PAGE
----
consumption, for indigestion, to soothe the mother after childbirth, coughs,
gonorrhea, high blood pressure, and diarrhea. Flutes made from the branches
were used to "woo" a loved one, and the branches, leaves, and berries are
used ceremonially for everything from face paint to cleansing incense for
rituals. It was also used to make a green dye from the needles, and a red
dye from the berries.

Willow, Salix spp:
 has been used for centuries by us for treating pain,
including headache, toothache, and fevers. Interestingly, Native tribes
have been using the various willow species for much the same uses.
Depending on the species in their geographical areas, willows were used
for fevers, headaches, stomach problems, bleeding wounds, diarrhea,
mouth sores, eyewashes, and as an antiseptic. The willow had a large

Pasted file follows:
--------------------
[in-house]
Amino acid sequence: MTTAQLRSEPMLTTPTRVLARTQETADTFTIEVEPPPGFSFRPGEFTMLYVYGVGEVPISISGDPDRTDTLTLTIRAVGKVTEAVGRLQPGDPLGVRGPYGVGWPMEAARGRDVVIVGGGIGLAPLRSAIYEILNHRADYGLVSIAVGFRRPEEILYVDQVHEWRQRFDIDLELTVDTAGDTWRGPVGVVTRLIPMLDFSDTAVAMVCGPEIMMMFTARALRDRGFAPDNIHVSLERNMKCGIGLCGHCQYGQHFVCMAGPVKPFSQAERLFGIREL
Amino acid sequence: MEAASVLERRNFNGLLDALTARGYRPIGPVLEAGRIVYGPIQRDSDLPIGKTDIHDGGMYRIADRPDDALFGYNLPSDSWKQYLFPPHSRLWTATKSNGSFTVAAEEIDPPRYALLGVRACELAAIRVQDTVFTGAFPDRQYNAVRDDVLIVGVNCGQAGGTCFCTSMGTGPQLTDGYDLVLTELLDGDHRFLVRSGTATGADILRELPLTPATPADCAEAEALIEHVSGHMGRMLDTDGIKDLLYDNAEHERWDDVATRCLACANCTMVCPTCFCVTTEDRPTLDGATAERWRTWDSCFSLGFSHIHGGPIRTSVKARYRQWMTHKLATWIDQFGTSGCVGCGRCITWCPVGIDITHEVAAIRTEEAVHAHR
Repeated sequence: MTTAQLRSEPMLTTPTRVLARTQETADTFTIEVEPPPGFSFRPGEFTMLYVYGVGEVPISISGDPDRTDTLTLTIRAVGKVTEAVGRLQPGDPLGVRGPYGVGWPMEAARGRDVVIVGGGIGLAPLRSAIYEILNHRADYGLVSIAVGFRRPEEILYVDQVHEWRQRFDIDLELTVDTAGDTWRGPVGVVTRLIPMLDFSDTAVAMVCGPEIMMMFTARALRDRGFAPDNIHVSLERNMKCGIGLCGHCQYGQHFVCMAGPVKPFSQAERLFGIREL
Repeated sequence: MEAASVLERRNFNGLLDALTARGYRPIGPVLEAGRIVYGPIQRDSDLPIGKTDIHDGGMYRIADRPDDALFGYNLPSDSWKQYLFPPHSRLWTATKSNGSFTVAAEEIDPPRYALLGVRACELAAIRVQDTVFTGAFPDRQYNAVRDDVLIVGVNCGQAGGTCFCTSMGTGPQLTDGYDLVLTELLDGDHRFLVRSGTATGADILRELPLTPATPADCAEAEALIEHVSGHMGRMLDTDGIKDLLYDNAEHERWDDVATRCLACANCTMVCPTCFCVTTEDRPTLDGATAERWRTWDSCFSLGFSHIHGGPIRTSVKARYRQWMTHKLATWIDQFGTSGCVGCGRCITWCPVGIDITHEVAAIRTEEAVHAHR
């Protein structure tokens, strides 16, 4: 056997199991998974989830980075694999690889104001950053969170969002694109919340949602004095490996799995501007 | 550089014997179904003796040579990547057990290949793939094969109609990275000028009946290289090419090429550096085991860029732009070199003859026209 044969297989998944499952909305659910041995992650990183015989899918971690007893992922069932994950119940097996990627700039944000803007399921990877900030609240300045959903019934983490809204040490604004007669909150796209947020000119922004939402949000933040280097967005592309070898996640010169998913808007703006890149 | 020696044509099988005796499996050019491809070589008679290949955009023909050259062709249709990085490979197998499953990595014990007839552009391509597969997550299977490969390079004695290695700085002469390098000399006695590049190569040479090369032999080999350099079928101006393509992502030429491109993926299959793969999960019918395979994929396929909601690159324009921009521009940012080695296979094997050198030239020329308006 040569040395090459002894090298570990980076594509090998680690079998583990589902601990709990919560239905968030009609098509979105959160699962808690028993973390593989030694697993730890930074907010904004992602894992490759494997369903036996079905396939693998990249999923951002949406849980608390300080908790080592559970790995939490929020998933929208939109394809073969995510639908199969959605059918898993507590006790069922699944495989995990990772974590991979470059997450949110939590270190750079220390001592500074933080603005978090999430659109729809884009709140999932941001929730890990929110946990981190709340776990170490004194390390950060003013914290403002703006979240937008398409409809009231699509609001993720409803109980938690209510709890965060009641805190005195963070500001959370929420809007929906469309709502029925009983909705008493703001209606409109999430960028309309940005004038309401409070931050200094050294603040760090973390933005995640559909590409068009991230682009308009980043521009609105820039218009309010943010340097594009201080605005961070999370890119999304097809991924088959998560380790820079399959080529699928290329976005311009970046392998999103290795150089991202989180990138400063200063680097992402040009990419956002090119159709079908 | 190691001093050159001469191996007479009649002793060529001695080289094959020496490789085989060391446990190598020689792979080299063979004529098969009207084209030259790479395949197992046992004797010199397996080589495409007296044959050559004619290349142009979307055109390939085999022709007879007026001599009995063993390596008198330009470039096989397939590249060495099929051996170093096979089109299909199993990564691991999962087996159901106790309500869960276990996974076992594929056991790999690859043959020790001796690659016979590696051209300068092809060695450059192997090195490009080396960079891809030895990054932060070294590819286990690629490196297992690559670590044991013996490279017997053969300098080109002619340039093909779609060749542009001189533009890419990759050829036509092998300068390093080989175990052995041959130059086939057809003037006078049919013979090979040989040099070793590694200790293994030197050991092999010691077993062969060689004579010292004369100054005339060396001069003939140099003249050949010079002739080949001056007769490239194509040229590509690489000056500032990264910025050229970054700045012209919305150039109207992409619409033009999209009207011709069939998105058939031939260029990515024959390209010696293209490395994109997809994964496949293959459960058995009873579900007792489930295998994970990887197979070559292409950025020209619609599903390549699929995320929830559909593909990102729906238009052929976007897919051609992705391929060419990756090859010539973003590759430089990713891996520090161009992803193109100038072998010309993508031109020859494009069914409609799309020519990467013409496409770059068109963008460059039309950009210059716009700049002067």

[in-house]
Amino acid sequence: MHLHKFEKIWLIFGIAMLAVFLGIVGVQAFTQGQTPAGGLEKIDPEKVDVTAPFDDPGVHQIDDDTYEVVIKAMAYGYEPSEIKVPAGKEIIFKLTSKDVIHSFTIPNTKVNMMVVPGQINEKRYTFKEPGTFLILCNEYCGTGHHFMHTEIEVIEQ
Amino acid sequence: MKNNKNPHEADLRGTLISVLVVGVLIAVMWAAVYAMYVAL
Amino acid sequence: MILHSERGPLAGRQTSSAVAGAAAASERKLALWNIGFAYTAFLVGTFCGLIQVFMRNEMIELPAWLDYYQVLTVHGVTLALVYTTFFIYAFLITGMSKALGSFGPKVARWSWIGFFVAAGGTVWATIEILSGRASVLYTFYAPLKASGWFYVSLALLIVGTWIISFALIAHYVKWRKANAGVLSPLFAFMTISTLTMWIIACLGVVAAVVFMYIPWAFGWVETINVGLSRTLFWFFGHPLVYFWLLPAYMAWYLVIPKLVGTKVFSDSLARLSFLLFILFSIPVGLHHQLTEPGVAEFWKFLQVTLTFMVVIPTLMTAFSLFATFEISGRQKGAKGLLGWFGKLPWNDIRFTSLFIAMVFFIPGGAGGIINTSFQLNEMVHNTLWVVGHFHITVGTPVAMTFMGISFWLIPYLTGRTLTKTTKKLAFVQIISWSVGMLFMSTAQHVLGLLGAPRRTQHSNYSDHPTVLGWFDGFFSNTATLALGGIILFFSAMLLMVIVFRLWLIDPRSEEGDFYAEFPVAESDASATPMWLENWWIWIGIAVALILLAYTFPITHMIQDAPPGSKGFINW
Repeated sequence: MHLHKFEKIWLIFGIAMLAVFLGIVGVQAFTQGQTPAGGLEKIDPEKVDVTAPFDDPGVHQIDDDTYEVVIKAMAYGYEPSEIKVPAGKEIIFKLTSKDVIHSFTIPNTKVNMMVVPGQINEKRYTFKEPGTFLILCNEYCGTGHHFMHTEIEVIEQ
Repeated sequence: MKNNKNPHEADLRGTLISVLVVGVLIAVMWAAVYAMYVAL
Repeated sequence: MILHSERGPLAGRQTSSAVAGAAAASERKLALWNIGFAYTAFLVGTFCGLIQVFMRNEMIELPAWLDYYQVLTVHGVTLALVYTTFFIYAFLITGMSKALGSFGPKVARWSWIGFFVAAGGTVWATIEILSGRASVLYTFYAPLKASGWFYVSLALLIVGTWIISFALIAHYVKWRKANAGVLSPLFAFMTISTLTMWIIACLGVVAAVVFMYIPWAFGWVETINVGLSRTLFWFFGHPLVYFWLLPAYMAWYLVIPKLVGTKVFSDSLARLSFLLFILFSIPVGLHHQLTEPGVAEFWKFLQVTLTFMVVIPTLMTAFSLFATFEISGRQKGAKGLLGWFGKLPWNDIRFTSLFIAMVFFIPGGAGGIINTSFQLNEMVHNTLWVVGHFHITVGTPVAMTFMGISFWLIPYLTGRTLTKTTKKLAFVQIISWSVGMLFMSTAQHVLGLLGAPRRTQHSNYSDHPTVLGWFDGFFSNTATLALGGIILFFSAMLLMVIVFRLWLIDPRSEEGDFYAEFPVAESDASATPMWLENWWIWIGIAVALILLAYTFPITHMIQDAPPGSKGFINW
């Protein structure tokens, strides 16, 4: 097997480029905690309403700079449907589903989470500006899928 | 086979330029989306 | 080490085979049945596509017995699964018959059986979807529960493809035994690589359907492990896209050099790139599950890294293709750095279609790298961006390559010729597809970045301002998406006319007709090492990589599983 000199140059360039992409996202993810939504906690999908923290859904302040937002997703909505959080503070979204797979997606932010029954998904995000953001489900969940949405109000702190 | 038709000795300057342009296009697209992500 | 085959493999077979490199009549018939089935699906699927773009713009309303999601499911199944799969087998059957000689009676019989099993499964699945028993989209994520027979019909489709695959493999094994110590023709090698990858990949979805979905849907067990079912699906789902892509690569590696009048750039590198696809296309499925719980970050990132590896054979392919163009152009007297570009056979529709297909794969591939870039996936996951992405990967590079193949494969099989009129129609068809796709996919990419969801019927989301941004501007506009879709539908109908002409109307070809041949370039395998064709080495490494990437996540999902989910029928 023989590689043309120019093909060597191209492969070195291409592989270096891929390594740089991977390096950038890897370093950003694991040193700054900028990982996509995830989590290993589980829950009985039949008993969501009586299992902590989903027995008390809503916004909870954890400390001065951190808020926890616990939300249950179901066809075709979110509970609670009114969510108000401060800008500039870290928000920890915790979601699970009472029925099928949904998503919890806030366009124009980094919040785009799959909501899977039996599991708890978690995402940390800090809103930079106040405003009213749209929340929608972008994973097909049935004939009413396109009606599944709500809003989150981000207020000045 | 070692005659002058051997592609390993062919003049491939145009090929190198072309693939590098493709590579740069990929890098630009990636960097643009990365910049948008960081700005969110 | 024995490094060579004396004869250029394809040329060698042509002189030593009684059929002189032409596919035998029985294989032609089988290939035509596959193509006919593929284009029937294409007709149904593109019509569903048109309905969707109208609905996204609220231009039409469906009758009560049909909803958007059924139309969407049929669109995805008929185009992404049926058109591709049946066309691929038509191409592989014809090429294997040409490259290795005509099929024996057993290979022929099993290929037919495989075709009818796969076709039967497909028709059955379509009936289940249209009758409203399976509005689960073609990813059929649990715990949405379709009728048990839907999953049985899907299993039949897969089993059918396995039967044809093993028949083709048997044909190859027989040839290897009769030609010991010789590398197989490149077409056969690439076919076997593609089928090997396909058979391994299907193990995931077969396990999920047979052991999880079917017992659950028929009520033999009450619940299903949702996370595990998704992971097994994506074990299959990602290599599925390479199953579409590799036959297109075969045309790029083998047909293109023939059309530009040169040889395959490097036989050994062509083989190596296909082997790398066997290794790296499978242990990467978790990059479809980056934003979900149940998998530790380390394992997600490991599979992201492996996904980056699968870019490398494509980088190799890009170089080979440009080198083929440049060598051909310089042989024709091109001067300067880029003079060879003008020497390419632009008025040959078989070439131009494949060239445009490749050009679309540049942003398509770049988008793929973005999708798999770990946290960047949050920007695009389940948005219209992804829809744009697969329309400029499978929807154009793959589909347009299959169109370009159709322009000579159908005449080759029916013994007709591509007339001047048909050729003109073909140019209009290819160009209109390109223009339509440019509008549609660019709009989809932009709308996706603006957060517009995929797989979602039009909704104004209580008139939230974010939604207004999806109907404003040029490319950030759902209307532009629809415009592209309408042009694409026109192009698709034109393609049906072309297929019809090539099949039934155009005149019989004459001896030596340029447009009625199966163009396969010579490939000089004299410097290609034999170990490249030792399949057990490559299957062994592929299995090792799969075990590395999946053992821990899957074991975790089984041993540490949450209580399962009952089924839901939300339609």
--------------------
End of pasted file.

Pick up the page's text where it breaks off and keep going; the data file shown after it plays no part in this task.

role in tribal life, providing the materials necessary for baskets, homes,
drums, and many other necessary items. It was used in the Sun Dance
ceremony. Willow was also used to render a black dye.

Dandelion, Taraxum officinale:
is used today for liver cleansing, blood
cleansing, circulation, and warts. Again, Native people used this
versatile plant for the same things. It was considered an important spring
tonic, and was used to treat warts, indigestion, sore throat, to purify
and cleanse the blood, increase lactation, liver spots, kidney pain,
menstrual cramps, and bruises. It was an important food herb as well.
The blossoms were used for a yellow dye.

Caution !!!: